Idiots delight Soulpepper

Sherwood revival doesn't quite delight at Soulpepper

Robert E. Sherwood's 1936 play Idiot's Delight is a unique one to be sure. Part romantic comedy and part harbinger of war, the play's focuses often battle for top billing. Sherwood himself was aware of the duality, once confessing to his contemporary Lucius Beebe that, "The trouble with me is that I start with a big message and end up with nothing but good entertainment."

Soulpepper's production, directed by Albert Schultz, attempts to oscillate between the comedic narrative and the impending doom. Where the revival ultimately falters is in leaning on the lengthy hotel drama in the hopes that it will resonate with contemporary audiences. The dialogue heavy scenes drain the play of significant momentum, which ultimately undercuts the intended love story and the well-staged final plot pieces.

The guests at the Hotel Monte Gabriele are an odd collection of travelers from across the continent—a German scientist working to cure cancer, a young, newly-married British couple, an infamous arms dealer and his mistress, a communist revolutionary, and a troupe of performing 'Blondes' and their boisterous manager. As Europe begins to mobilize into international conflict, the effects of which are felt just outside the hotel, a past romance boils up from the surface.

The intended cross-section of European and American characters helps carry the themes of war into the social hall of the luxury hotel. In addition to the Italian officers, Quillery (Gregory Prest), the communist seeking peace, and war profiteer Achille Weber (Diego Matamoros) are the most overt realizations of those invested in the impending struggle. The other characters are drawn into an opinion on what may or may not come marching up the hill.

Idiots delight Soulpepper

Aside from the charming characterization of an aloof British couple (Gordon Hecht, Mikaela Davies) and a sweet Austrian (Evan Buliung) turned Italian by rezoning after the first war, the banter and philosophizing, while full of interesting ideas, weighs down the scenes, making it difficult to enjoy the cat and mouse memory game between the affable Harry Van (Dan Chameroy) and mysterious Irene (Raquel Duffy).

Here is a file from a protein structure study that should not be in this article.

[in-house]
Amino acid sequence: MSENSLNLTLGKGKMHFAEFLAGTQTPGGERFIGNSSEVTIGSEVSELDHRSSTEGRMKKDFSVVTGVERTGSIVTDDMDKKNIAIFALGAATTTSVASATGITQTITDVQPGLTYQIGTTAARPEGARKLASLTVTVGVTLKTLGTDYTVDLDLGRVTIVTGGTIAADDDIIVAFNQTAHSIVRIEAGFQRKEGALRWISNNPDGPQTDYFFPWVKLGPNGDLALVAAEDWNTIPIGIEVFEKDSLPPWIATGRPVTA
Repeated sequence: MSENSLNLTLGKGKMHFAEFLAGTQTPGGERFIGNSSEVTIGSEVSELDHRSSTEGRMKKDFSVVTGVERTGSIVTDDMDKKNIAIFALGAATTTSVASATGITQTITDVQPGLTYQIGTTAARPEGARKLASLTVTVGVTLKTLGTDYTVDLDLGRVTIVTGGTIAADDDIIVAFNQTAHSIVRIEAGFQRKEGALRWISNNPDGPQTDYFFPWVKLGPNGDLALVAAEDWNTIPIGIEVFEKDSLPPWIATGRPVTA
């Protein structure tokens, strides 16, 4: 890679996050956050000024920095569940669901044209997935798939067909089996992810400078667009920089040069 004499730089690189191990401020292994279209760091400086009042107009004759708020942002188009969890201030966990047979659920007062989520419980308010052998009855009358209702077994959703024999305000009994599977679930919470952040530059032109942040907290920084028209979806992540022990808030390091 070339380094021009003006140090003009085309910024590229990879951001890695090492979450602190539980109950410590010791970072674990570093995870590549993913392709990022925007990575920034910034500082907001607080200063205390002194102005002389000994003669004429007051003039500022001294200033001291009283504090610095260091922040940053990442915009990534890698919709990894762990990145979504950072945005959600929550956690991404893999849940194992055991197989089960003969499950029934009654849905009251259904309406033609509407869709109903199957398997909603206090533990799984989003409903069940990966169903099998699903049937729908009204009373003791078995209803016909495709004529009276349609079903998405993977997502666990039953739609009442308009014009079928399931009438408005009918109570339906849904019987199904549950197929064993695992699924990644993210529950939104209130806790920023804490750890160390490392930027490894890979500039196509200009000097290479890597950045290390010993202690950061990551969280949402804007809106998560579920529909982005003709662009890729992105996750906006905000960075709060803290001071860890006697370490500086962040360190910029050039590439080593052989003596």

The result is a drama that feels more like a time capsule reflecting the prevailing thoughts of the moment, rather than a fresh and still potent commentary on our response, or lack thereof, in the face of conflict. And because the underlying tension draws so much of our attention ("Pennies from Heaven" doesn't sound so right after a likable character is murdered off stage), it's difficult to really invest in the hint of loving reconciliation.

There are a number of performances that elevate the drama. Chief among them is Buliung, as a sympathetic waiter who says very little but is instantly the most interesting character. Prest is captivating as the fiery intellectual and Chameroy and Duffy have warm moments as the couple at the centre of it all.

In the final scenes, Schultz attempts to leave us feeling the chill of war, through clever staging that emphasizes the tension between the comedic and dramatic, but its not enough to overcome the drawn-out digressions and contradictions that came before.


Idiot's Delight, written by Robert E. Sherwood and directed by Albert Schultz, runs at the Young Centre for the Performing Arts until March 1.

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